Sunday, November 30, 2014

Instant Gratification Taken Too Far: Technology's Effect on Language

Ever since the first humans discovered their ability to communicate, language has been an exceedingly powerful tool in the way we have dealt with situations. As times changed, our communication did too. Cave paintings became grunts and grunts became words and our words have become eloquently put together speech. Over time, words have destroyed cities and established governments. They have created relationships and bonds and kept centuries of history alive. However has this cultural evolution into a new age of technology affected our ability to communicate in a negative manner? Our language skills have seemingly taken a turn for the worse as the message we are trying to send quickly takes precedence over the detail and emotion behind it. Long gone are the days of long written letters in exchange for a much quicker and more convenient text message. The intent of our communication has also changed. More often than not, we say things because we “can” rather than because we “should”. While these new type of technologies such as text messaging or social media may satisfy our need for instant communication, they bring upon more consequences than we may have imagined.
Bigger, faster, stronger. That has forever been the goal of the human race. With more technology, there is an influx of new ways to communicate meaning we have the ability to contact anyone, even those across the world, in less than a second. While this new found ability has its obvious benefits, it may also cause us to forget the value and power that words can hold. Let alone the toll it has taken on our spelling and grammatical skills and memory, under this new blanket of protection, we have seemingly also become desensitized to the abuse of language. Common websites such as Facebook or YouTube have strings of hurtful demeaning comments made by people hiding under the anonymity of a username. While some may argue that this anonymity allows people to express themselves openly, we often times forget we are talking to an actual person rather than a megapixel screen.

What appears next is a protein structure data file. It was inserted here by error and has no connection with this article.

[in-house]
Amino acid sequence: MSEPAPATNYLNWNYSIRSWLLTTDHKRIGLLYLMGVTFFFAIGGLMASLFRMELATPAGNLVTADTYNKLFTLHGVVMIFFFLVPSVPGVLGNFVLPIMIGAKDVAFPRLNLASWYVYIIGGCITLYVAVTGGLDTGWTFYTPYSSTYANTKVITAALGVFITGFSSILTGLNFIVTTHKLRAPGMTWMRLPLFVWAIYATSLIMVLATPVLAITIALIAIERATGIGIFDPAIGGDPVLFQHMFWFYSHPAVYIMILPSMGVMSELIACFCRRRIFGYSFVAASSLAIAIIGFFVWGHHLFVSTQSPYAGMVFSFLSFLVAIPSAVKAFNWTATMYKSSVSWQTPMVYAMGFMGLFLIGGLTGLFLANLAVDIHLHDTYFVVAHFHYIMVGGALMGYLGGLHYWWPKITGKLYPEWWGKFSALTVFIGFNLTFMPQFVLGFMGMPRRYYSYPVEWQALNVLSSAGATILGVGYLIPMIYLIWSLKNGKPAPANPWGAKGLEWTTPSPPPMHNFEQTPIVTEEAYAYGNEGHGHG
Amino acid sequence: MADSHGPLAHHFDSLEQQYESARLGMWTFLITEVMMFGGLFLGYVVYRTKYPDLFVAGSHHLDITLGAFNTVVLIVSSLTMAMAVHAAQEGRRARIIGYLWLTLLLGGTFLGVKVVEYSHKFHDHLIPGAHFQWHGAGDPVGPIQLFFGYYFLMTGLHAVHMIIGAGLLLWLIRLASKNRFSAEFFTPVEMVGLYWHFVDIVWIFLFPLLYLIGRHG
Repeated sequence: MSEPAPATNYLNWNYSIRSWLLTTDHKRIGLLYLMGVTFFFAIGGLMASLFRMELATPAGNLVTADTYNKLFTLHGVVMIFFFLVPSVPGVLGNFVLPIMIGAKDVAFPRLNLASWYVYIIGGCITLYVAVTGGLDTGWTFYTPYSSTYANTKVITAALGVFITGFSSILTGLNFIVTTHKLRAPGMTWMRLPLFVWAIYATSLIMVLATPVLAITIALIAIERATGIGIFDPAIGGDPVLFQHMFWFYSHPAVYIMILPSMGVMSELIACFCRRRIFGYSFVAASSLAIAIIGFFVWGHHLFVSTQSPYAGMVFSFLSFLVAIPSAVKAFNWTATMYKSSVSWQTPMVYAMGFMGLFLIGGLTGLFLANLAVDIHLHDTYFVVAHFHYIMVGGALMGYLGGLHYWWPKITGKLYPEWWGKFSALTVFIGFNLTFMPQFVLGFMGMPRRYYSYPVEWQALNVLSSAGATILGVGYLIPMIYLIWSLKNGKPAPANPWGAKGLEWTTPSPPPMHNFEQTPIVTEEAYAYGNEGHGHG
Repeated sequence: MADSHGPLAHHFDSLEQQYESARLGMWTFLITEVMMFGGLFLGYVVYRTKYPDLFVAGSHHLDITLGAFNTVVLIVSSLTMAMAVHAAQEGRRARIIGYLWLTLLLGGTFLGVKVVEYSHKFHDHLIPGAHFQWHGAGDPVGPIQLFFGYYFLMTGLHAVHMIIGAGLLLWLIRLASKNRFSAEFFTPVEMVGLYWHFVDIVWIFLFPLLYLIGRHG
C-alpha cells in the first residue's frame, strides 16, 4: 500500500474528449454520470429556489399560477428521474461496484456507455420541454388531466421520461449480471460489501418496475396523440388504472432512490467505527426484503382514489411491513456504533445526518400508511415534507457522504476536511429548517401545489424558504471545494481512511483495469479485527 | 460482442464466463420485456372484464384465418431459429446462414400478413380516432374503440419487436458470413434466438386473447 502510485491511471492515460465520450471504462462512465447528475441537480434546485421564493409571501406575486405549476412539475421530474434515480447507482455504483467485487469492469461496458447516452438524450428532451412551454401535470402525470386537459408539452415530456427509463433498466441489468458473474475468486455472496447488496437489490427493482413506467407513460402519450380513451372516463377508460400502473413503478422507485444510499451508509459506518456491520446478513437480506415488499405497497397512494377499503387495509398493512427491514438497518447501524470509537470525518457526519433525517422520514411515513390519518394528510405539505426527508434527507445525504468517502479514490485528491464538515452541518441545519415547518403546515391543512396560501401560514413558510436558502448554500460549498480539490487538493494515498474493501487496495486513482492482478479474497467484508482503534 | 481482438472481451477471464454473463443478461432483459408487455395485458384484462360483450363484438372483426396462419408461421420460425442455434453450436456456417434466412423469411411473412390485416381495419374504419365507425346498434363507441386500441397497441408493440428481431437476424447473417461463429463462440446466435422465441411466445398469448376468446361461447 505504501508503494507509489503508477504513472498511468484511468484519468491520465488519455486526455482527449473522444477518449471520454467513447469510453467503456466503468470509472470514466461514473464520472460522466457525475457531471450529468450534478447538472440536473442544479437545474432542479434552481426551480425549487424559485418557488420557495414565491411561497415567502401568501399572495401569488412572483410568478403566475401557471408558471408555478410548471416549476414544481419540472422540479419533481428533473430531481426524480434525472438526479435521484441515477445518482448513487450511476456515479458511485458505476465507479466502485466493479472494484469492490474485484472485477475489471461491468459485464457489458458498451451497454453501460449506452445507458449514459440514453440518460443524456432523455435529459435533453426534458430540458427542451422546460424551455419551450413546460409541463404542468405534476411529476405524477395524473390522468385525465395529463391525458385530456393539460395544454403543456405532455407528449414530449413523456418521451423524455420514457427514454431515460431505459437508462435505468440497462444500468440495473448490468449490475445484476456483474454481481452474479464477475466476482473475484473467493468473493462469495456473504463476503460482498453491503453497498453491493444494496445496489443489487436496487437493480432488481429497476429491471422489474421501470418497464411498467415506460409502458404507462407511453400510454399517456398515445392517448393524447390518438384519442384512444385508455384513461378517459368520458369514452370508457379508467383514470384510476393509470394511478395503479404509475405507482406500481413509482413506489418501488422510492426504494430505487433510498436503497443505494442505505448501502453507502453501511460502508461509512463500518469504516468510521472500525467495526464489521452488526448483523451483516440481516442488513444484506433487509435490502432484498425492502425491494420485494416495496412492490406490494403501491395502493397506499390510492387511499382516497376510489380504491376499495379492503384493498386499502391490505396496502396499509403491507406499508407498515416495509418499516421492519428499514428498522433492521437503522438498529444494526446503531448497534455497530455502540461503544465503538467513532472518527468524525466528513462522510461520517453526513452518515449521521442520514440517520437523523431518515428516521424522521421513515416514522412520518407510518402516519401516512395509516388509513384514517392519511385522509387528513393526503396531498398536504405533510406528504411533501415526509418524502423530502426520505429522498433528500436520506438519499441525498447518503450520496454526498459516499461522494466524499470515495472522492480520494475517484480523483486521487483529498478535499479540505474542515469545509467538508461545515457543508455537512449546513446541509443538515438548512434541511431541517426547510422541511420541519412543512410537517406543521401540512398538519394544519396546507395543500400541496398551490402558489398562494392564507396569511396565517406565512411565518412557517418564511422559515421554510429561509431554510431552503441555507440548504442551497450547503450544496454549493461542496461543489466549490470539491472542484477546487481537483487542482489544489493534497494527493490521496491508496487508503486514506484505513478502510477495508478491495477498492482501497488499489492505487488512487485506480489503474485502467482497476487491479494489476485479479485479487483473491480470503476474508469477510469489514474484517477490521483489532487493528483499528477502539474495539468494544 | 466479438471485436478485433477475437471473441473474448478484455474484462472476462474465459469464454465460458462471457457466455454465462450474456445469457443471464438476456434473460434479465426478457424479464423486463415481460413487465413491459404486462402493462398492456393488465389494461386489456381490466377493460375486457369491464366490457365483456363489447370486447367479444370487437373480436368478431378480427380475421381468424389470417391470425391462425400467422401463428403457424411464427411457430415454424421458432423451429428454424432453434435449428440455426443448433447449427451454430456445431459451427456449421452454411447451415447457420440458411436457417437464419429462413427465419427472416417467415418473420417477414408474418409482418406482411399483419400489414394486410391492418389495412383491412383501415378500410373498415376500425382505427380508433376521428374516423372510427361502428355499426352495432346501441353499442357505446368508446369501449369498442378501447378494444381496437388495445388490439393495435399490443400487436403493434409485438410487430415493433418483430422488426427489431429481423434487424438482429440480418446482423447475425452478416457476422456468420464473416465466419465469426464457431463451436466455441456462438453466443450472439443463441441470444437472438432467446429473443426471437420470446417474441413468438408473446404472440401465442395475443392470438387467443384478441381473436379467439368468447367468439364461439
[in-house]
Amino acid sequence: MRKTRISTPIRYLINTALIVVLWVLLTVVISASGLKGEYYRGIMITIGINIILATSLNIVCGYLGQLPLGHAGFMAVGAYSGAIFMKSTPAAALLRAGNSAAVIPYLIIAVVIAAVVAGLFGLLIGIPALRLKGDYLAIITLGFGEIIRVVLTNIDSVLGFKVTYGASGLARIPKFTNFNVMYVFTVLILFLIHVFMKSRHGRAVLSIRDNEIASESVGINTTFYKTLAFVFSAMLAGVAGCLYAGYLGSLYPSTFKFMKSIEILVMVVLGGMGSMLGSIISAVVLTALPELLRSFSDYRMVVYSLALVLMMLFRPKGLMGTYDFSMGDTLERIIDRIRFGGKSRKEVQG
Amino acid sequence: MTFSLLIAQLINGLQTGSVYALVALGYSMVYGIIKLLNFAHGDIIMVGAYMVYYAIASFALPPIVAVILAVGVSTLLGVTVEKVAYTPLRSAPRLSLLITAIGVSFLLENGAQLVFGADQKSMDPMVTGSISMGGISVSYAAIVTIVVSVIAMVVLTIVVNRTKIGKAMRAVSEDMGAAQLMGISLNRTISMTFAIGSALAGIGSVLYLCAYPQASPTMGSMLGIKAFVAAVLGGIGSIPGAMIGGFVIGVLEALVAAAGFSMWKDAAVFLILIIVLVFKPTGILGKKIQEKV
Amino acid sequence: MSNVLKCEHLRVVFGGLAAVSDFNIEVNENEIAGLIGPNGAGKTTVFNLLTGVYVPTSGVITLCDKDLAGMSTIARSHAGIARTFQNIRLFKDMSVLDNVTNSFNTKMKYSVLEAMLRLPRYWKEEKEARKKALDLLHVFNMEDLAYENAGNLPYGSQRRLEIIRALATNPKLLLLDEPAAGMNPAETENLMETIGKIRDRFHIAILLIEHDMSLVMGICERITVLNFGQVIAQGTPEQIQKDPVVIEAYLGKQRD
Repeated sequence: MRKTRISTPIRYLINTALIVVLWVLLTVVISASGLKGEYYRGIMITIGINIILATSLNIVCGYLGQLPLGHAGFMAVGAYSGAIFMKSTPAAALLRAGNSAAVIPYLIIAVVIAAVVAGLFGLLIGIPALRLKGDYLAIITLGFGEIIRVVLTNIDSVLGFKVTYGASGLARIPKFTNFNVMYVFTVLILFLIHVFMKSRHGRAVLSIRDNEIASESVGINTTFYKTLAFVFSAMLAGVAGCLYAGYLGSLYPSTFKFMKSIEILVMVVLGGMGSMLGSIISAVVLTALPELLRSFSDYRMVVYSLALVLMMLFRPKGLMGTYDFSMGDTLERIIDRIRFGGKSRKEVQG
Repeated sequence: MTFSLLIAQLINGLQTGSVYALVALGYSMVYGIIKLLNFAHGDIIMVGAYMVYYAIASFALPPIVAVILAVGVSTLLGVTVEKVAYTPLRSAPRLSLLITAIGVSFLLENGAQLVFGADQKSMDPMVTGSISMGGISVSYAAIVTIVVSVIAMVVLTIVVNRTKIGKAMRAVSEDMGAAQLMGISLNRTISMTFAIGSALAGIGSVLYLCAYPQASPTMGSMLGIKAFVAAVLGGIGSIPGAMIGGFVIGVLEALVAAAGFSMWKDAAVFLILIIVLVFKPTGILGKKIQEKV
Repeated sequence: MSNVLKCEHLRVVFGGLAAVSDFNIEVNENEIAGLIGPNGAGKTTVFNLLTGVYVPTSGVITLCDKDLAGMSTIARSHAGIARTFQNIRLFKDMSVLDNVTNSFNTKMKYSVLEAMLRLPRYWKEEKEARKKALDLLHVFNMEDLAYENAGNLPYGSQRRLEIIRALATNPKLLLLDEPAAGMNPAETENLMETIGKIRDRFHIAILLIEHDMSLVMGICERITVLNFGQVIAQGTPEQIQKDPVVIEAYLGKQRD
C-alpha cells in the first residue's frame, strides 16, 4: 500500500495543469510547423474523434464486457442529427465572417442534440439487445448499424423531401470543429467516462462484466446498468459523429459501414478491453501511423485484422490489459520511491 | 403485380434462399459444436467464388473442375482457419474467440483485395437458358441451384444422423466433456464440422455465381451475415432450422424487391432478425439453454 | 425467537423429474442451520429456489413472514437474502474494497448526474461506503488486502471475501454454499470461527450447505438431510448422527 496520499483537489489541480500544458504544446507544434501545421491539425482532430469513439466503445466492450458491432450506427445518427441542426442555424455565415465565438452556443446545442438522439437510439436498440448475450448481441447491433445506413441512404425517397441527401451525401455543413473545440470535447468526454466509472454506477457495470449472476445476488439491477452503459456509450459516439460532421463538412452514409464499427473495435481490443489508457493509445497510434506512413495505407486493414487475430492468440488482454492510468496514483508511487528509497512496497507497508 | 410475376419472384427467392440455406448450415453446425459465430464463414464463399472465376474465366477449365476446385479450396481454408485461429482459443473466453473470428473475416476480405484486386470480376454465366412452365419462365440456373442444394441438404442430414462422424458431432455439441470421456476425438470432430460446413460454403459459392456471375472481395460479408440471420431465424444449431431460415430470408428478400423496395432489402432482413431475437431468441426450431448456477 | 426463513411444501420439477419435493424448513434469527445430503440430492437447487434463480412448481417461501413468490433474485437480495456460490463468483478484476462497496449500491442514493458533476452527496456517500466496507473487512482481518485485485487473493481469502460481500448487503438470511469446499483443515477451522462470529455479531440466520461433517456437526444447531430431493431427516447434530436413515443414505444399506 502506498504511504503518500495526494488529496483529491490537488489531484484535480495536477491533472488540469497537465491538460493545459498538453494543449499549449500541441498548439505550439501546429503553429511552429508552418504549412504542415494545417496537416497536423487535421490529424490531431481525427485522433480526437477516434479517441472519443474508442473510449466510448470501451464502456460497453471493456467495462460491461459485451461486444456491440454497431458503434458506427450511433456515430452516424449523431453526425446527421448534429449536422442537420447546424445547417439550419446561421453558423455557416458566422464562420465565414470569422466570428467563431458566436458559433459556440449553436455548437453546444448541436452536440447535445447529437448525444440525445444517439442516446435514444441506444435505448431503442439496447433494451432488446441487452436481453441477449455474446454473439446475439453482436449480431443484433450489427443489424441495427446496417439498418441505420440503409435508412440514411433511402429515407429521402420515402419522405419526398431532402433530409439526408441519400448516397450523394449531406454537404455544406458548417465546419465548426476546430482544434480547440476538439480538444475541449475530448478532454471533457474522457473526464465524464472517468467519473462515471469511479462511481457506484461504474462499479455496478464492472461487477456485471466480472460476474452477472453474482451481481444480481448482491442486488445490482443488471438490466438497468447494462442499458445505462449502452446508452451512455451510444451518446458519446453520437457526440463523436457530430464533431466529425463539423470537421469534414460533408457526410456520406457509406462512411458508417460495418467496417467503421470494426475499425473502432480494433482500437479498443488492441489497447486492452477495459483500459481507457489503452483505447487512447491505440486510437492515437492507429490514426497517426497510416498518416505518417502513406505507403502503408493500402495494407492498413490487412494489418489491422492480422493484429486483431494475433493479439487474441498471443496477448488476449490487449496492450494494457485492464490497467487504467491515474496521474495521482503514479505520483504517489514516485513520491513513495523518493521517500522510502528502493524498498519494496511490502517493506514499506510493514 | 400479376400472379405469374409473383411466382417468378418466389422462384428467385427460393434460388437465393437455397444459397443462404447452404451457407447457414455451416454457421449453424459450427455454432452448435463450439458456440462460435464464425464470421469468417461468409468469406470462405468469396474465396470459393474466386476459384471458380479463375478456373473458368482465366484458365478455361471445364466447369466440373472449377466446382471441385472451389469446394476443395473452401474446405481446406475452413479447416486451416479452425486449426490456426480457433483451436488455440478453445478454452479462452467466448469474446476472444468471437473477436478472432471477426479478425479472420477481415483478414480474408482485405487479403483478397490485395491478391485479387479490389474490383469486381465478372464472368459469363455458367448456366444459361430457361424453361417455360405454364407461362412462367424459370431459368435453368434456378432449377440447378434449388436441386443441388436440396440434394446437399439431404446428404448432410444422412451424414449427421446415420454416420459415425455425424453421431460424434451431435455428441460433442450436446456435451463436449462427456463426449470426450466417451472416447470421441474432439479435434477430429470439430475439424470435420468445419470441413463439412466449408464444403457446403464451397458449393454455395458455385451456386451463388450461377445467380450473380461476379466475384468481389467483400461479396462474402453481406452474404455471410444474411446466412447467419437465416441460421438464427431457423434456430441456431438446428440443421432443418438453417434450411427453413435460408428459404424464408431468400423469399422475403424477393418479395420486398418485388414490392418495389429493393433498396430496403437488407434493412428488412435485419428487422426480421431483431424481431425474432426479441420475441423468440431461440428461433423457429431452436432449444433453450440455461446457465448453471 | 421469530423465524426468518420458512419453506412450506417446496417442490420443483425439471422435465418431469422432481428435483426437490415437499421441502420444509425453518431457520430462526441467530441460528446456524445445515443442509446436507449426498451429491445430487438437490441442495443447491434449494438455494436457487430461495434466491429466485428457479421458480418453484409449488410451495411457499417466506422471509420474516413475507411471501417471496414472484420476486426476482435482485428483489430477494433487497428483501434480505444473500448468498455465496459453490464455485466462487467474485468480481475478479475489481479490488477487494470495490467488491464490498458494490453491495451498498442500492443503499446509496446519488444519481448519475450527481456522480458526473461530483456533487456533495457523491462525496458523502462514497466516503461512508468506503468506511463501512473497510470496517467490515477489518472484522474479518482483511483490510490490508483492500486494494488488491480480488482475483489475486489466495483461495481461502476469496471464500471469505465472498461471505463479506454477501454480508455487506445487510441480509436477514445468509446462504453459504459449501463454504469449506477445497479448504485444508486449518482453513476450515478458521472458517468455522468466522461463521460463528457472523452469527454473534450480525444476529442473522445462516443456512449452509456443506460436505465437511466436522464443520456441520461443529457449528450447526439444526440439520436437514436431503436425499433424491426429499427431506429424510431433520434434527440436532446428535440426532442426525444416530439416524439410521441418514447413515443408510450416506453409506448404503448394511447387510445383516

The human love for instant gratification has clearly had a negative effect on our language. No longer do we read the whole novel because why bother when SparkNotes exists? While I too am guilty of this, the consequences of these newfound shortcuts can be severe. Despite various studies throwing evidence of the benefit of books in our faces, we continue to take the faster and easier way out. There is something to be said about completing a task full and through without taking a shorter route. In essence, to most, a handwritten letter will always hold more meaning than the same thing typed in an email or Facebook message. Perhaps, we as a society need to put instant gratification aside and take some time to fully realize the impact that words and language can have. 

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